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WHO: Artificial Sweetener Aspartame is ‘Safe’

by Danielle Smith, Keystone State News Connection

WHO: Artificial Sweetener Aspartame is ‘Safe’

Recent media coverage of potential carcinogens in the common artificial sweetener aspartame alarmed people who consume products containing it. A follow-up report on the health impacts by the World Health Organization said there is “limited evidence” it causes cancer in humans.

Leslie Bonci, a registered sports dietician and owner of Active Eating Advice in Pittsburgh, said the U.S. Food and Drug Administration agreed with the WHO’s assessment aspartame is fine to use.

“The most important thing for people to know is that the World Health Organization made clear that aspartame is safe,” Bonci emphasized. “And also reaffirmed the acceptable daily intake of aspartame. So what that level is, is also considered to be safe and appropriate.”

The FDA disagreed with the International Agency for Research on Cancer’s decision to classify aspartame as possibly carcinogenic in humans. It said the WHO labeling aspartame as a “possible” carcinogen does not mean it is actually linked to cancer and is based on what the agency calls “limited research.” The FDA said it will continue to monitor the latest science available on sweeteners.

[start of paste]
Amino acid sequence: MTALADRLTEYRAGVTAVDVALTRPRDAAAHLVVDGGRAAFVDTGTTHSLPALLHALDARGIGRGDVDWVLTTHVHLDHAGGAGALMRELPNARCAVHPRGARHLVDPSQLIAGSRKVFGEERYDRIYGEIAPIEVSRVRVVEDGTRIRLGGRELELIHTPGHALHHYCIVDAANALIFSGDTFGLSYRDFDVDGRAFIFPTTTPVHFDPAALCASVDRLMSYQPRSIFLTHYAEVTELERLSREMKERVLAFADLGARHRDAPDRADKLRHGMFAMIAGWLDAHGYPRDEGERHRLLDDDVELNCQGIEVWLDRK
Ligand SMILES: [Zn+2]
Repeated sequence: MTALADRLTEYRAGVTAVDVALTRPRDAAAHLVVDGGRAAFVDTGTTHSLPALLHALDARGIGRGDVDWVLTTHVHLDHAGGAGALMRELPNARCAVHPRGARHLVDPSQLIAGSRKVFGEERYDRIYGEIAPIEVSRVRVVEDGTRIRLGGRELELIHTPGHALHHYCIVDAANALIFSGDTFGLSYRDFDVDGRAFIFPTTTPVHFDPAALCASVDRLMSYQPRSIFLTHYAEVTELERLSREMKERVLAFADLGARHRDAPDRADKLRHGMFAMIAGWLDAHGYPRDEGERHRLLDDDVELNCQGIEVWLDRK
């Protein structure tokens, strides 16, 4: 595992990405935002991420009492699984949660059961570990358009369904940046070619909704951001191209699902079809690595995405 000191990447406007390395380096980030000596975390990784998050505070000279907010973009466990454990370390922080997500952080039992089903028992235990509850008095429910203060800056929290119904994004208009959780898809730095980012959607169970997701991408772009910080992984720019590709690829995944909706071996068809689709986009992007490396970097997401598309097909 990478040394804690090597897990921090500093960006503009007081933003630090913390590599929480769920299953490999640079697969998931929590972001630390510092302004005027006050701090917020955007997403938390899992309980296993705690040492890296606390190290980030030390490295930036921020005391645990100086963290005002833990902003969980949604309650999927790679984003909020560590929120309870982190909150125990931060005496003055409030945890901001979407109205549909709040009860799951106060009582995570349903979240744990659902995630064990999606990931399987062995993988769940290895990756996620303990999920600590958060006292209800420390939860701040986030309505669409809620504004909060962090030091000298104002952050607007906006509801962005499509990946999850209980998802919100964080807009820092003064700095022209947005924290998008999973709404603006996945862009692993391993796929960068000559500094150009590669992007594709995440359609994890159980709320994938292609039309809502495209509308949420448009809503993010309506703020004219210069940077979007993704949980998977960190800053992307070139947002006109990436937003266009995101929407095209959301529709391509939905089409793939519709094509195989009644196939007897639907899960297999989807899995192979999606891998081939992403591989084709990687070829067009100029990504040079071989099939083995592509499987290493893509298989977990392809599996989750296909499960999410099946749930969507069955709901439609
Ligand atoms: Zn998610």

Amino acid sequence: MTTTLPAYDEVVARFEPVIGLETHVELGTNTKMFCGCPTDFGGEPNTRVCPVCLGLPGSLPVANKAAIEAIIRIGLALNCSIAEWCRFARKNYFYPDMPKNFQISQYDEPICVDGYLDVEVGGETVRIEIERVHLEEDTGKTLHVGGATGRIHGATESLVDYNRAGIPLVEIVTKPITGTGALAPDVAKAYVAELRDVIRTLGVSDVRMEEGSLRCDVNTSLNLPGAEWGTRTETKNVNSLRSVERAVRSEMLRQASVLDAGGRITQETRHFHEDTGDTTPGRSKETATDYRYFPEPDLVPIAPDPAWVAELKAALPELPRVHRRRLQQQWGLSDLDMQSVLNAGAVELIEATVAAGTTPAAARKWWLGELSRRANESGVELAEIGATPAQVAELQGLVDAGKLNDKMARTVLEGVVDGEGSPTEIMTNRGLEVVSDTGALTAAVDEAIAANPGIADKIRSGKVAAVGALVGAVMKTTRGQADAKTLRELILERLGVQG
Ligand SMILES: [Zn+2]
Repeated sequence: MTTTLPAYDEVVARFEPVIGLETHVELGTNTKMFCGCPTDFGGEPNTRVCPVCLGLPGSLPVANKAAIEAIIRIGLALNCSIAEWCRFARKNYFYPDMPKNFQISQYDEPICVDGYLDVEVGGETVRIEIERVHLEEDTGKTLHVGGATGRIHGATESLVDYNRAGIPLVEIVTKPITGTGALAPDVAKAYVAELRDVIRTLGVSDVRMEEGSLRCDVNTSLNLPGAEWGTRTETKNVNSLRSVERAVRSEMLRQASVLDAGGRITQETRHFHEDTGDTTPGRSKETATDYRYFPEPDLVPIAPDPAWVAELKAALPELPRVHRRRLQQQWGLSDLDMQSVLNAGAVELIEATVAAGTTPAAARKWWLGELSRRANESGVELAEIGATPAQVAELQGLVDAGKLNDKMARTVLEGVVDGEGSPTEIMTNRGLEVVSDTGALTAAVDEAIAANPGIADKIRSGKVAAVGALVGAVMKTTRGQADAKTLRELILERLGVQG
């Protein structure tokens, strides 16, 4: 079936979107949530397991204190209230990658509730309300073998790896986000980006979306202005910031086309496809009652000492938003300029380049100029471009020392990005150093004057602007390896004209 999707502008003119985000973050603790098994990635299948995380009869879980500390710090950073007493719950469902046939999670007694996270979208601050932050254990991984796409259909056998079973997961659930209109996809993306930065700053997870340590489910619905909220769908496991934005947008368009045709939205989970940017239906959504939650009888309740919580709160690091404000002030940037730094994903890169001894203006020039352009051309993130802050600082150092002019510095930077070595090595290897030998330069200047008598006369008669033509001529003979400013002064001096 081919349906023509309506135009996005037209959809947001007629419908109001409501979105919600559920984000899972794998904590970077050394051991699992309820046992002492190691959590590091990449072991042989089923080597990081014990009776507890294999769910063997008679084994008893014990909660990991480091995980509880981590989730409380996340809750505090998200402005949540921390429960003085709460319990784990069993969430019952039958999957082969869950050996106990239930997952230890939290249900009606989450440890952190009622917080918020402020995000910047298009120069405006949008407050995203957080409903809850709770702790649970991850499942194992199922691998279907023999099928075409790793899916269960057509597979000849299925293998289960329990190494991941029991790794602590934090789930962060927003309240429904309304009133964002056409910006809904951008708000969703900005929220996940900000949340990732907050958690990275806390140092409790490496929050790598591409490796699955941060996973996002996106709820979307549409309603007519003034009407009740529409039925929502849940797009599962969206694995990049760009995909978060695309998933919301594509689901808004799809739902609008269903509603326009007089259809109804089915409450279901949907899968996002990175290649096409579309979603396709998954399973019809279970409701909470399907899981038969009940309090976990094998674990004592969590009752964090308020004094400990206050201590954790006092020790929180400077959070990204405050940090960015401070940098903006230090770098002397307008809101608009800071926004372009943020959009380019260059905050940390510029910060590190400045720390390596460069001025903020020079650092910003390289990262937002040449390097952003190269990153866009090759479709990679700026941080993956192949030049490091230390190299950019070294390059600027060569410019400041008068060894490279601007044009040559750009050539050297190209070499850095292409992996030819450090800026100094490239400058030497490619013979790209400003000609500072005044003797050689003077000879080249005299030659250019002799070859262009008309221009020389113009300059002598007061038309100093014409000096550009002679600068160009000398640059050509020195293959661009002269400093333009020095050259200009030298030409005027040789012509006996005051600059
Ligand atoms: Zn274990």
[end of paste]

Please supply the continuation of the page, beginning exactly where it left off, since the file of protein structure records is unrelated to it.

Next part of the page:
The Joint Expert Committee and Food Additives concluded the data it evaluated indicate no sufficient reason to change the previously established acceptable daily intake, which is up to forty milligrams. Bonci stressed the sweetener is still a reliable alternative.

“A lot of people like the taste of sweet, but maybe they’re trying to curtail their overall sugar intake,” Bonci pointed out. “Because of some preexisting health concern, trying to optimize their body composition. I see that with my athletes all of the time, and people want to have a choice, and they want to feel comfortable in the choice that they make about the foods and beverages that they choose to consume.”

As temperatures continue to soar, Bonci noted staying hydrated is absolutely vital during the summer months. She recommended Pennsylvanians exercising outdoors can beat the summer heat by avoiding sugary drinks. Eating fruits, vegetables and drinking a lot of water are all major sources of hydration.

“When people are doing intense exercise, getting in some carbohydrates, so this isn’t just eating a hunk of cheese, when you’re done,” Bonci cautioned. “You really have to get in some carbohydrates, because that helps the body recover. And if people are doing any kind of strength training activity, they need to have a little protein as well.”

Bonci stated it is important to stay informed on the health and safety of aspartame from the World Health Organization and Joint Expert Committee on Food Additives as they are the organizations with the science, evidence and the rigorous research on aspartame.